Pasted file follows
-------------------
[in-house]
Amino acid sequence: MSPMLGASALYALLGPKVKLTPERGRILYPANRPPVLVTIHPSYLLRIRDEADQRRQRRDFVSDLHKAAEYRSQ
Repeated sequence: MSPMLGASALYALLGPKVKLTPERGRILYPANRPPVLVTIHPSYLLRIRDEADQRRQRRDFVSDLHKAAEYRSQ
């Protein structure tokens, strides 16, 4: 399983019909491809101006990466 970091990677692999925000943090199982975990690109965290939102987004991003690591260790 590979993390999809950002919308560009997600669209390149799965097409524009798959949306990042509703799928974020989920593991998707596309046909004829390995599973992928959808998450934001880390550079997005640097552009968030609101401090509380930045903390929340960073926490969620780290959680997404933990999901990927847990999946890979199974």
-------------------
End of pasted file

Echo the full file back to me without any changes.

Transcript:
[in-house]
Amino acid sequence: MSPMLGASALYALLGPKVKLTPERGRILYPANRPPVLVTIHPSYLLRIRDEADQRRQRRDFVSDLHKAAEYRSQ
Repeated sequence: MSPMLGASALYALLGPKVKLTPERGRILYPANRPPVLVTIHPSYLLRIRDEADQRRQRRDFVSDLHKAAEYRSQ
């Protein structure tokens, strides 16, 4: 399983019909491809101006990466 970091990677692999925000943090199982975990690109965290939102987004991003690591260790 590979993390999809950002919308560009997600669209390149799965097409524009798959949306990042509703799928974020989920593991998707596309046909004829390995599973992928959808998450934001880390550079997005640097552009968030609101401090509380930045903390929340960073926490969620780290959680997404933990999901990927847990999946890979199974």